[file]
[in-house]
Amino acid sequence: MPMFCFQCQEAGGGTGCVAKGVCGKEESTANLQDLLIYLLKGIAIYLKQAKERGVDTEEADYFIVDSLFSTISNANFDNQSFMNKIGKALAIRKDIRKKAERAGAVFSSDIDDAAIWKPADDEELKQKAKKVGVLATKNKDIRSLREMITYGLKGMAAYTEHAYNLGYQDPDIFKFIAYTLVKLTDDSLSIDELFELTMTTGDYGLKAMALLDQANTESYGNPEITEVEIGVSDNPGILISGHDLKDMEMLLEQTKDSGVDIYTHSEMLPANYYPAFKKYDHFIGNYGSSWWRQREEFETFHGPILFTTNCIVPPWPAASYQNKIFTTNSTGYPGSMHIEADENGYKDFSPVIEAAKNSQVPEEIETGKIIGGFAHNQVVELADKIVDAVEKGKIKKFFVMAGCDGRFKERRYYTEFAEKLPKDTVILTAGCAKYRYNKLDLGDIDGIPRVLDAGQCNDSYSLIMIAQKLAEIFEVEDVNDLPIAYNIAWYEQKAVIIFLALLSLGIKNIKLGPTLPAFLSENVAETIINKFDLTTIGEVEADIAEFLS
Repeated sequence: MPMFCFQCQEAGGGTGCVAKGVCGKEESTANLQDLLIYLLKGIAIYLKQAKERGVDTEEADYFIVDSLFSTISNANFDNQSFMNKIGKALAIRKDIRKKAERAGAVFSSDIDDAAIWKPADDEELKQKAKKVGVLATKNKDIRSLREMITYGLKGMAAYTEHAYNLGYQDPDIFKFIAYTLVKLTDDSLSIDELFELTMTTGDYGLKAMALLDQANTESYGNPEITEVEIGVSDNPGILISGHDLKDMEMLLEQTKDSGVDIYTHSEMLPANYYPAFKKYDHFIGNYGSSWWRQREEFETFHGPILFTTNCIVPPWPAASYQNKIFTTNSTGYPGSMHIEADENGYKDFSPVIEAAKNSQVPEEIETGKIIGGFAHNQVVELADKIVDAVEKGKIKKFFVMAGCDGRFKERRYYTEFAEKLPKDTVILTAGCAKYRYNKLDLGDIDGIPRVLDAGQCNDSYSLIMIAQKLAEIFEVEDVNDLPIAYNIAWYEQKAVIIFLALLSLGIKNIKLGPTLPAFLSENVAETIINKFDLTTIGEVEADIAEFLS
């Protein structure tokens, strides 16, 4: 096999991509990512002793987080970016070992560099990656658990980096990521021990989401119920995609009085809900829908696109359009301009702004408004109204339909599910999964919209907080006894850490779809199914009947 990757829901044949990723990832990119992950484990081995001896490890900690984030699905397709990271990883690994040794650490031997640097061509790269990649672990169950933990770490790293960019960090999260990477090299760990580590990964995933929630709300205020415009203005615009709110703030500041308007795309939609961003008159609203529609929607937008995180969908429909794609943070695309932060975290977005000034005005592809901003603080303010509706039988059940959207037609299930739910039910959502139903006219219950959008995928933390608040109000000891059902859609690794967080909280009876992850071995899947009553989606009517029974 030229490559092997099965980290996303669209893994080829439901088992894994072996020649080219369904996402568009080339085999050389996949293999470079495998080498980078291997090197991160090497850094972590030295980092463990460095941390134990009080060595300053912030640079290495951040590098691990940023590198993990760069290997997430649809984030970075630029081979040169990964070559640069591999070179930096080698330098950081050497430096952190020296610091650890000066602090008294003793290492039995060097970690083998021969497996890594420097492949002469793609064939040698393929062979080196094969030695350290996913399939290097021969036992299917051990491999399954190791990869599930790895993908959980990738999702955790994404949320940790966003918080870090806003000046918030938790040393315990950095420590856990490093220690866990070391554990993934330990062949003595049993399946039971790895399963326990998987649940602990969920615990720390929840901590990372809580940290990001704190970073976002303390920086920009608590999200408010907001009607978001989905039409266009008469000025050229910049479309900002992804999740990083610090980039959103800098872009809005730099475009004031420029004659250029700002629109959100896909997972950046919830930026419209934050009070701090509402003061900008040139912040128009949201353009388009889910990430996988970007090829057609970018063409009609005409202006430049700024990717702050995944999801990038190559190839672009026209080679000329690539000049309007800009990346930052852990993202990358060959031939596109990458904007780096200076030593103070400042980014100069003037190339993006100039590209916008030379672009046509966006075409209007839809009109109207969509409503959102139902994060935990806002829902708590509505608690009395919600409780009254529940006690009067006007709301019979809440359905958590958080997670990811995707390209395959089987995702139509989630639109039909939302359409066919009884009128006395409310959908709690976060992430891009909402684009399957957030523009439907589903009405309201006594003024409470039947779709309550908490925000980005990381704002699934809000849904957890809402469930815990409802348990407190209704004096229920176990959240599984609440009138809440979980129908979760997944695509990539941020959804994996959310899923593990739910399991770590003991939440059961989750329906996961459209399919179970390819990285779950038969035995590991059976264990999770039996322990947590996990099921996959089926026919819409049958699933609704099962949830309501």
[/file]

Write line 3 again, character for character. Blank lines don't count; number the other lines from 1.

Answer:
Repeated sequence: MPMFCFQCQEAGGGTGCVAKGVCGKEESTANLQDLLIYLLKGIAIYLKQAKERGVDTEEADYFIVDSLFSTISNANFDNQSFMNKIGKALAIRKDIRKKAERAGAVFSSDIDDAAIWKPADDEELKQKAKKVGVLATKNKDIRSLREMITYGLKGMAAYTEHAYNLGYQDPDIFKFIAYTLVKLTDDSLSIDELFELTMTTGDYGLKAMALLDQANTESYGNPEITEVEIGVSDNPGILISGHDLKDMEMLLEQTKDSGVDIYTHSEMLPANYYPAFKKYDHFIGNYGSSWWRQREEFETFHGPILFTTNCIVPPWPAASYQNKIFTTNSTGYPGSMHIEADENGYKDFSPVIEAAKNSQVPEEIETGKIIGGFAHNQVVELADKIVDAVEKGKIKKFFVMAGCDGRFKERRYYTEFAEKLPKDTVILTAGCAKYRYNKLDLGDIDGIPRVLDAGQCNDSYSLIMIAQKLAEIFEVEDVNDLPIAYNIAWYEQKAVIIFLALLSLGIKNIKLGPTLPAFLSENVAETIINKFDLTTIGEVEADIAEFLS